Cataclysmic Mutation

Machine Learning and Whatever Else

EuroClojure Wrapup

I’m just back from the first European Clojure conference in London, and I think the prevailing opinion was that it was a great success. I certainly enjoyed it, and I met a lot of great people doing cool things. In general, I think that’s how most conferences are judged – get interesting people to come and don’t do anything to screw it up, and you can have an awesome event.

The speakers were quite varied, but there were definitely several themes that emerged. Day one was quite heavy on the basic idea of “data” as an organizing principle for software design. This is a long-standing Clojure convention — eschew building new abstractions in favor of using the really good ones you already have. That is, the venerable “Employee” object should just be a Clojure map (a dictionary in python, hash table in some other languages).

This basic idea (and particularly the way it is reflected in the design of the language and standard libraries) is I think my favorite thing about Clojure, and a fair amount of the Big Ideas that are coming from the world of Clojure are simply extensions of this idea into new domains.

Probably the other big theme of the conference was Overtone, the open-source audio environment that has been a really popular presence at the last few Clojure events. There were three presentations on Overtone, and the lightning talk from Chris Ford was the highlight of the conference for me, which I suppose is saying something considering there were two Rich Hickey talks and a Stuart Halloway keynote.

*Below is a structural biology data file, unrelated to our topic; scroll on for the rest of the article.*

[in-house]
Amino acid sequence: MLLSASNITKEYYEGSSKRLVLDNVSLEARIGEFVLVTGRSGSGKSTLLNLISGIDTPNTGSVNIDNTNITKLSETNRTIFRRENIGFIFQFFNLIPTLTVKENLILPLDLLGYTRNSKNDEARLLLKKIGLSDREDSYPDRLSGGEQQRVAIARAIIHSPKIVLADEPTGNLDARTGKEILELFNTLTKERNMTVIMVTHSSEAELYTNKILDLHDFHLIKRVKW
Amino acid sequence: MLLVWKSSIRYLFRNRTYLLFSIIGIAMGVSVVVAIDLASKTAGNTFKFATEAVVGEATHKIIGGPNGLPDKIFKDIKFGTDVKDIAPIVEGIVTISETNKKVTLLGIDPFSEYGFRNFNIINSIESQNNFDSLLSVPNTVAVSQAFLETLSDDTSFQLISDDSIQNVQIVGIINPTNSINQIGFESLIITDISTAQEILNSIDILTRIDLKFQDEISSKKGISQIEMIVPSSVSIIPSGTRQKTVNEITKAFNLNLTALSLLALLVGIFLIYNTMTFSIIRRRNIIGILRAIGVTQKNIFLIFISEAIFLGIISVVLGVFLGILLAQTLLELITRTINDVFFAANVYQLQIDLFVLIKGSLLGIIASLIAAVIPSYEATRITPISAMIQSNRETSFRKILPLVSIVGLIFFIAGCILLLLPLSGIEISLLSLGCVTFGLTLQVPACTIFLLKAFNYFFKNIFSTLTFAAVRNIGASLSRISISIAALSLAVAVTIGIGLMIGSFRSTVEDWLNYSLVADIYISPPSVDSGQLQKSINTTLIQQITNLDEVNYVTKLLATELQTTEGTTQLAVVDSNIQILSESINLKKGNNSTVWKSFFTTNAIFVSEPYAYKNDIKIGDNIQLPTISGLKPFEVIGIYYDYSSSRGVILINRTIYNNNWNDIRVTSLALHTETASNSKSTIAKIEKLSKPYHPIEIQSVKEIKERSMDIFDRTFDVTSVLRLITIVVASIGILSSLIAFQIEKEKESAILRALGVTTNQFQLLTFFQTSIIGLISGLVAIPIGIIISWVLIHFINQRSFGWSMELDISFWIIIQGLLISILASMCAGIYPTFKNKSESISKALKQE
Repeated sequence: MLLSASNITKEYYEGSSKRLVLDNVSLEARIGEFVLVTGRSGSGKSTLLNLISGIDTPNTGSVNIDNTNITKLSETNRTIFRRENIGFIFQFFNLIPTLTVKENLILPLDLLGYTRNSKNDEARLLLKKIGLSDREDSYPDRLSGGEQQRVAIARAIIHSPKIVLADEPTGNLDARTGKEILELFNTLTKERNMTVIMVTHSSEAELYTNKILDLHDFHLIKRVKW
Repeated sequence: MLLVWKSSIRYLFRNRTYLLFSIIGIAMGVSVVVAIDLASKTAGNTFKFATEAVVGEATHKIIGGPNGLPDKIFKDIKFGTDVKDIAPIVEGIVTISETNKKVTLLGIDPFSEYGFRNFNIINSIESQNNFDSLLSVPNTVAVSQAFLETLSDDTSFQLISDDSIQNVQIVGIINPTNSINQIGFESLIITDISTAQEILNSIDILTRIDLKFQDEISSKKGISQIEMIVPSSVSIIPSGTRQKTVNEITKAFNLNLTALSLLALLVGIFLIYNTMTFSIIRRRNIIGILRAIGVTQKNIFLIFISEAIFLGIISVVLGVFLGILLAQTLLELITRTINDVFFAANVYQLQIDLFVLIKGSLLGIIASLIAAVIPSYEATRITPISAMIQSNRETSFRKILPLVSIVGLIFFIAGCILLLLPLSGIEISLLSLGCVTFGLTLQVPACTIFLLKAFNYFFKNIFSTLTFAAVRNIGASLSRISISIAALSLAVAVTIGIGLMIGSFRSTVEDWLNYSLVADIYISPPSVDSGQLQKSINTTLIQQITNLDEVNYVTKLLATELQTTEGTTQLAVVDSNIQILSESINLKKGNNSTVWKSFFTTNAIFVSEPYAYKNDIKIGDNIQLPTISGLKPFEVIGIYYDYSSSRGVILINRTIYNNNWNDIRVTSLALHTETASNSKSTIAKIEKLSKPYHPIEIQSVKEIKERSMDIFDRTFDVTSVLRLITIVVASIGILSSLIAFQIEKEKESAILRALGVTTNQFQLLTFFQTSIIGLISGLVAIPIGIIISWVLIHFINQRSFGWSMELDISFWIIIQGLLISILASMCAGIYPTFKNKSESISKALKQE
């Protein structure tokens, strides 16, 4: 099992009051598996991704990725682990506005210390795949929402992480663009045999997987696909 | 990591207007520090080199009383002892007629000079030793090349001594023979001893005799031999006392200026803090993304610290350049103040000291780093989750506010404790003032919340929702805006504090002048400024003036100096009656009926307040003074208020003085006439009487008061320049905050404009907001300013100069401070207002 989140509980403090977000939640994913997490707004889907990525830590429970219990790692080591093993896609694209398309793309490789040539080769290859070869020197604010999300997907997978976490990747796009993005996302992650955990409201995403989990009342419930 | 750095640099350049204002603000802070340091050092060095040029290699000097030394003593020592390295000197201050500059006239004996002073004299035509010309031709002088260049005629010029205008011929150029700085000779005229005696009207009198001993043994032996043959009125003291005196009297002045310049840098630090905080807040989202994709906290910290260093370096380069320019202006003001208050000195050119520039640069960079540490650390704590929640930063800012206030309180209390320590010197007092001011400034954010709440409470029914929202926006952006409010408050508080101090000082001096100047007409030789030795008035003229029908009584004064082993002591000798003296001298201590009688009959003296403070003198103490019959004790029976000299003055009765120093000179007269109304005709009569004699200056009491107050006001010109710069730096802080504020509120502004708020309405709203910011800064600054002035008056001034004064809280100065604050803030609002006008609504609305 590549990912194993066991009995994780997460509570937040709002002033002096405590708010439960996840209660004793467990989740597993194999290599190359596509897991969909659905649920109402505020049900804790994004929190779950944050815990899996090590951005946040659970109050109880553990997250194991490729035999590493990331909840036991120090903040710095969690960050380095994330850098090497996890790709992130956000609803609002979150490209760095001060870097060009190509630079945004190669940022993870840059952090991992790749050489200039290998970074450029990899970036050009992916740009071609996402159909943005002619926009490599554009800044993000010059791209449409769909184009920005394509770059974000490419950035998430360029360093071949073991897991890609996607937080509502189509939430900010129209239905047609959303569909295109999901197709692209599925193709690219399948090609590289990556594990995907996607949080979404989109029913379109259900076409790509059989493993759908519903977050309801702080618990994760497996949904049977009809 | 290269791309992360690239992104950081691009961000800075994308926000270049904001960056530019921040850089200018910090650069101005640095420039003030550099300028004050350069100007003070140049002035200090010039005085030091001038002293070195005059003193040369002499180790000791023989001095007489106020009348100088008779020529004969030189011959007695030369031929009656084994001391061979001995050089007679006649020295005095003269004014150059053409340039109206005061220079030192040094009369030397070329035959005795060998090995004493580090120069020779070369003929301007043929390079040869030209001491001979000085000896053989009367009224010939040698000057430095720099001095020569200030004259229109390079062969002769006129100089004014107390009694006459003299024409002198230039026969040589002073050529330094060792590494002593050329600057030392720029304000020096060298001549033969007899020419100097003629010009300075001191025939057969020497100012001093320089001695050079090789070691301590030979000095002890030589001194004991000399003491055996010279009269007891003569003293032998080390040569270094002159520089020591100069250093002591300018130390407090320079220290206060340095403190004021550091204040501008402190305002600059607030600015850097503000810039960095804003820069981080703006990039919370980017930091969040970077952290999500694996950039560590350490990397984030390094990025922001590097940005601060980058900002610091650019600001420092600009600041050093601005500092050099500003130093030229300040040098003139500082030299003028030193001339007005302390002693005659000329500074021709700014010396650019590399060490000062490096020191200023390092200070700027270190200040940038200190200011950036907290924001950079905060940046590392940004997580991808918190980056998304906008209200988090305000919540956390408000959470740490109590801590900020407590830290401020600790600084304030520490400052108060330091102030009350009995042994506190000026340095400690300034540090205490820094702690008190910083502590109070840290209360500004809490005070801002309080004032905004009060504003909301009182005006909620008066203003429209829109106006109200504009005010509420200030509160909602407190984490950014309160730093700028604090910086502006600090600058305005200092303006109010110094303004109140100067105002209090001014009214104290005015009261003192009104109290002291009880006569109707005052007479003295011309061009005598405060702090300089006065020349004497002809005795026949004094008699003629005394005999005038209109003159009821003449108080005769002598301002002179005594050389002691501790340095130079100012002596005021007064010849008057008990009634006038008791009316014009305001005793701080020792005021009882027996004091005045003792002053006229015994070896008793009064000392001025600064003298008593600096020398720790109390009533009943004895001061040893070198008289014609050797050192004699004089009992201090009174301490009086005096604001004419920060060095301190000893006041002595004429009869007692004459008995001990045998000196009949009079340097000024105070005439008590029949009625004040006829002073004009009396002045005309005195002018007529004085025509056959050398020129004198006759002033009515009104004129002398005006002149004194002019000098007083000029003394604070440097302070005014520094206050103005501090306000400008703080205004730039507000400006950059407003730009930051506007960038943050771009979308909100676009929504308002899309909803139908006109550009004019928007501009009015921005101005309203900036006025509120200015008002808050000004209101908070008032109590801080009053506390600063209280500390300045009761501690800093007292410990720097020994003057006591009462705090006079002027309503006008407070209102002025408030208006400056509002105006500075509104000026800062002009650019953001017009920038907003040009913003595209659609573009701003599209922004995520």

Chris’ talk used Overtone to and Clojure to build up mathematical and functional definitions of canons (in particular he demos Bach’s Goldberg Variations), and shows how to not only construct the melodies and combine them to form various types of canons you can play using Overtone, but also demonstrates simple and elegant implementations to manipulate them in wonderful ways. Go right now to github and download the code from Chris’ talk. If you don’t know Clojure, use this as an excuse to learn it – it’s that good.

Aside from Chris’ talk, the notable successes for me were the following talks. Note that this list is personal. There were several perfectly good talks on things I simply didn’t care that much about, so don’t take this list as an exhaustive list of the “good talks”. These were just the ones that interested me the most for whatever reason.

Stefan Tilkov’s talk on Unlearning OOP

This was another talk around the “simple data” theme, and I thought he did a nice job of really grounding that idea into the language of a Java programmer who might just have found Clojure and is wondering how to structure programs in this strange new language.

Edmund Jackson’s introduction to core.logic

Overall, there was a lot of excitement around logic programming, and Edmund is a good speaker and gave a nice talk. One of the things that seems really well done about core.logic is how neatly it fits in as just another Clojure library. Part of this is the inherent of Lisp as a platform for these sorts of domain specific languages, but I also think the folks involved in core.logic simply did a very good job of designing a usable system. I’m really interested in seeing what benefits this has in terms of allowing fine-tuning how it operates at run-time.